Volume 96, Issue 90
Thursday, March 20,2003

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Haters: Make Love, Not Hate

Shukvision
Mark Polishuk
Gazette Staff

A recent British study has claimed that exposure to cartoons at a young age makes people more violent as adults. Obviously, I whole-heartedly agree with our tea-drinking friends from across the sea, since I have no doubt that my entire personality has been shaped (some might call it warped) by watching years of subversive cartoons.

Many of my formative years were spent watching classic characters like Donald Duck, Winnie the Pooh and Bambi, but never did my young mind realize the propaganda that these cartoonish corrupters were disseminating.

Donald Duck, for example, walked around without pants, brazenly flaunting his mallard manhood. Winnie the Pooh taught us all that we should laugh at people with eating disorders. Bambi was the worst of all; remember the part of the movie where Bambi, Thumper and Flower get "twitterpated"? All that scene needed was a Ron Jeremy cameo.

Then there was my favourite cartoon show, The Real Ghostbusters. Talk about a show that spread hatred. Because of this show alone, I've carried a deeply-ingrained desire to instinctively lash out against ghosts, phantoms and pretty much all paranormal phenomenon (including giant marshmallow men).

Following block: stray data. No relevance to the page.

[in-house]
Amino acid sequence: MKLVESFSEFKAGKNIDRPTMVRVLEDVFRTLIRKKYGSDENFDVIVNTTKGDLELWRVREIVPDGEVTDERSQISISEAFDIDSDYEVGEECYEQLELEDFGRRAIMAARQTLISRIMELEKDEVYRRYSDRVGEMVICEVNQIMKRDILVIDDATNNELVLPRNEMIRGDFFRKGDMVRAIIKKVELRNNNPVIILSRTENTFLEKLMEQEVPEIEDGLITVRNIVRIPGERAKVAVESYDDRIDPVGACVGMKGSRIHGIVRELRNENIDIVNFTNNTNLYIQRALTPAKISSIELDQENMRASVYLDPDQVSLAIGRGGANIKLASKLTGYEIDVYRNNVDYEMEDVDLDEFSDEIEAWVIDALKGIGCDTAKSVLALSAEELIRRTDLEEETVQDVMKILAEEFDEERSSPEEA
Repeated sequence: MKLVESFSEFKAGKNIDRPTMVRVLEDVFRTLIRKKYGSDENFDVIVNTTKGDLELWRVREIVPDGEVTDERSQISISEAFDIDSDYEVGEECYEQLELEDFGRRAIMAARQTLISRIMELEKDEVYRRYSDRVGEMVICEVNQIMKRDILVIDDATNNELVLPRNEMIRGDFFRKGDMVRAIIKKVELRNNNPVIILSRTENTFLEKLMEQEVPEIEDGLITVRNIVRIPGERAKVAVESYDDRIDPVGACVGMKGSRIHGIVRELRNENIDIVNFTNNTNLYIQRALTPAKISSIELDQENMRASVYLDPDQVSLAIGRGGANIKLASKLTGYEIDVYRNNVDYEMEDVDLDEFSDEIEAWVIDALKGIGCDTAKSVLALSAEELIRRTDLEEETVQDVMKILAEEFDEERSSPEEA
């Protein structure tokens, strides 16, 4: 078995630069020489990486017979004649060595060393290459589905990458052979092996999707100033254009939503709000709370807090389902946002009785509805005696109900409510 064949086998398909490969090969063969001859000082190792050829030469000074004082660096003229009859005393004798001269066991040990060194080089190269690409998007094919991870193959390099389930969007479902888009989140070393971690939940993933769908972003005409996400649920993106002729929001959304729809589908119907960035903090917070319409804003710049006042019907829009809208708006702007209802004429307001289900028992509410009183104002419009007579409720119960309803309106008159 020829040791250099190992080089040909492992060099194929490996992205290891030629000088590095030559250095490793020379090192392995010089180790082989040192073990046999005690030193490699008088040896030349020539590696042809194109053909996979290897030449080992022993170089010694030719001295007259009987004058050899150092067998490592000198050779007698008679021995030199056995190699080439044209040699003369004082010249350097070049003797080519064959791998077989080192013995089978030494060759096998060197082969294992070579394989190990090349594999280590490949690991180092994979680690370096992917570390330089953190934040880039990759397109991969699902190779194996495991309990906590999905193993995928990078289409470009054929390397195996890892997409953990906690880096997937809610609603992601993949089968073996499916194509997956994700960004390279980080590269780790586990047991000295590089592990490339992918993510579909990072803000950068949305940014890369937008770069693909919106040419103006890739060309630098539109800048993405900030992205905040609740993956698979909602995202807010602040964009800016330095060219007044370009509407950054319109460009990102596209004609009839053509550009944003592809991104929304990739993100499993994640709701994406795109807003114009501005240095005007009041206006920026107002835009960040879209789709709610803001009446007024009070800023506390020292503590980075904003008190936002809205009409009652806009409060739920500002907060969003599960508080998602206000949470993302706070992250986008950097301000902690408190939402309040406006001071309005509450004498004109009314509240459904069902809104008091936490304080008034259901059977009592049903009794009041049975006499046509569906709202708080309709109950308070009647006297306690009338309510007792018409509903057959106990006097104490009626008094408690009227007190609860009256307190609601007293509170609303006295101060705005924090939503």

And then there was the weird British version of Ghost Busters that used to be shown on YTV – those "Ghost Busters" were comprised of a blond guy, a fat guy with aviator goggles and a giant chimp. That was just downright confusing.

The problem doesn't end in childhood, either. The Simpsons has taught me many a valuable lesson about the proper technique for choking my son. Of course, I technically don't have a son, but given my propensity for strangling, that's probably for the best.

These British scientists should next turn their eyes toward other forms of corrupting media, like video games. Games are so realistic nowadays it is easy to get mixed up. At a party, a friend of mine was in the middle of a delightful anecdote about killing some folks in the strip club that he owns before he realized that he had confused his life with that of the characters in Grand Theft Auto: Vice City.

It is comforting to know that cartoons bear the blame for my violent sociopathic behaviour, so I don't have to take responsibility for any of my actions. What a relief!

Needless to say, my $100 million lawsuit against Warner Brothers and Walt Disney has already been filed. My childhood has been so influenced by animation that it's almost as if I've actually become a cartoon character myself. Wait a second... I'm balding, unsuccessful with the ladies and a terrible baseball player...

Good grief. I'm Charlie Brown.

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